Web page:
Clare Short: A new nuclear weapon is irrelevant to the real issues

Click to follow
The Independent Online

However, a debate has been promised and, given that even Michael Portillo, a former Conservative defence secretary, thinks there's no point in replacing Trident, it will be interesting to see whether the Parliamentary Labour Party (PLP) is willing to swallow this alongside so many other policies that fly in the face of Labour's history and values.

One of the saddest things about the broken state of British politics is the way in which the spirit of the Labour Party has been undermined by Blair. For so many local members, there is no point in staying to fight because the party's internal democratic system has been crushed. The PLP has been kept in line by large majorities, traditions of loyalty, the lure of patronage and the power of the whips. There is enormous unhappiness in the PLP, but the question is, is there a breaking point?

The political case against the replacement of Trident is overwhelmingly strong. To address it, we need to ask what role we want our country to play on the world stage. Should we continue to act as a fig leaf for the US and pretend that a nuclear weapon supplied and serviced by them somehow makes us a significant power? Or do we understand that the threat of global warming, the growth of the world population, and the loss of environmental resources is the most important threat to the future of human civilisation?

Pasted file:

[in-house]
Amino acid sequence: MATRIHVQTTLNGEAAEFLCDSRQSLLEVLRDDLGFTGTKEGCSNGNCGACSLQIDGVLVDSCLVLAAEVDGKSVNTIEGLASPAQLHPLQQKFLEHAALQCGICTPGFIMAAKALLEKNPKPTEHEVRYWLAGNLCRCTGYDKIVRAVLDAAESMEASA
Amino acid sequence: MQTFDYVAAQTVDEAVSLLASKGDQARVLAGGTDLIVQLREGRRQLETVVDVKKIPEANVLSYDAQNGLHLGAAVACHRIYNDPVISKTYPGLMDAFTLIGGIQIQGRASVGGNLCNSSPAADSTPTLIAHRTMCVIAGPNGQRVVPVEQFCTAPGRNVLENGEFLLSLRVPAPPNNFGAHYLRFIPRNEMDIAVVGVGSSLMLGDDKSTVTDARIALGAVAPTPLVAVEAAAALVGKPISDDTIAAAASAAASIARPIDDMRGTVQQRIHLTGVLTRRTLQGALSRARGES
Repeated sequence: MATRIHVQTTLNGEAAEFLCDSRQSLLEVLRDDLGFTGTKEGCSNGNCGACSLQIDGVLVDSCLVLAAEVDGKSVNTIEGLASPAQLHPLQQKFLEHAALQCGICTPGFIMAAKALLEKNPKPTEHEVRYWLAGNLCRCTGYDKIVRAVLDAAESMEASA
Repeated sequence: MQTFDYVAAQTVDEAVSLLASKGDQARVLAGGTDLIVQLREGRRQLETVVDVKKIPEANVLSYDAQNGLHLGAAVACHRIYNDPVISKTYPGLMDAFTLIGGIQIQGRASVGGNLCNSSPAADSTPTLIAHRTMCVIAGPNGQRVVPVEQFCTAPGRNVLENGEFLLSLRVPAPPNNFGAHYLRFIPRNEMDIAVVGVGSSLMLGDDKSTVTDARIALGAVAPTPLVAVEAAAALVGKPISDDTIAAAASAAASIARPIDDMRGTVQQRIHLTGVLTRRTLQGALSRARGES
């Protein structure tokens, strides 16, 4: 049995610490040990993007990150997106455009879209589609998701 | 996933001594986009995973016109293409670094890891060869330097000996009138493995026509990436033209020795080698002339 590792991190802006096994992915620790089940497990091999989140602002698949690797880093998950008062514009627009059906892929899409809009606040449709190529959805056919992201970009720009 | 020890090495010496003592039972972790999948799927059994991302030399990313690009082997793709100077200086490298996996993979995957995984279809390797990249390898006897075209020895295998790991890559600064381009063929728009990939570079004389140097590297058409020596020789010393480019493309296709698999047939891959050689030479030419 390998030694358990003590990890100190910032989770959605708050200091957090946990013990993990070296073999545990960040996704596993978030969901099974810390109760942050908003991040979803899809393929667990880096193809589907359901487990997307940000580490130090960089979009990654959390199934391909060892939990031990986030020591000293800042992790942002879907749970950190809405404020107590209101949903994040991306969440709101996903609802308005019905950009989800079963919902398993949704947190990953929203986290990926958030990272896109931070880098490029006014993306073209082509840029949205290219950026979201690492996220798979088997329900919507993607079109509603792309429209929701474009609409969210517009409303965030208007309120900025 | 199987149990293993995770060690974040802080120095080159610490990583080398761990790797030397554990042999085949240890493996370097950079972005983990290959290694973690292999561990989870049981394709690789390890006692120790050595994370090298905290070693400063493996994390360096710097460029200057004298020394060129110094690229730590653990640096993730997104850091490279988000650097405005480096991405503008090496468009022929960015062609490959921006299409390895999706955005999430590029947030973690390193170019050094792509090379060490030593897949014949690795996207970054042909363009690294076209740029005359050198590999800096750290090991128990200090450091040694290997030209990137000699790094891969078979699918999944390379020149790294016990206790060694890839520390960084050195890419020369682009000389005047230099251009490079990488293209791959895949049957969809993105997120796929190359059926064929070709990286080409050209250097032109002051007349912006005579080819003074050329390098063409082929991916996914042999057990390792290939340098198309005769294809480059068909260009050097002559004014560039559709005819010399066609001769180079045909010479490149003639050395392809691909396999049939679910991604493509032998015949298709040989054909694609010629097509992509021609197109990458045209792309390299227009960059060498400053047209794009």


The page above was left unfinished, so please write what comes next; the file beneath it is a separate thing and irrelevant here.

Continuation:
Our most urgent need is to create global agreement to reduce carbon dioxide emissions and create a new economic model based on greater equity and a more sustainable economic system. The honourable role for the UK is to work with others to reinforce respect for international law, strengthen multilateral institutions, promote peace and security and sustainable development worldwide. A new nuclear weapon is irrelevant to this.

There is also a strong argument that a weapon to replace Trident would breach the non-proliferation treaty. The treaty obliges the nuclear weapon states to reduce and then eliminate nuclear weapons.

There is no point in spending large quantities of money to buy a new nuclear weapon which is targeted at no one to feed the delusion that the UK is a great power. There would be no prospect of the UK using it without US approval. If the UK replaces Trident, we will be locked into the role of US poodle for another generation.

The important question is whether enough Labour MPs will feel that this is their breaking point with Blair.

The author is a former secretary of state for international development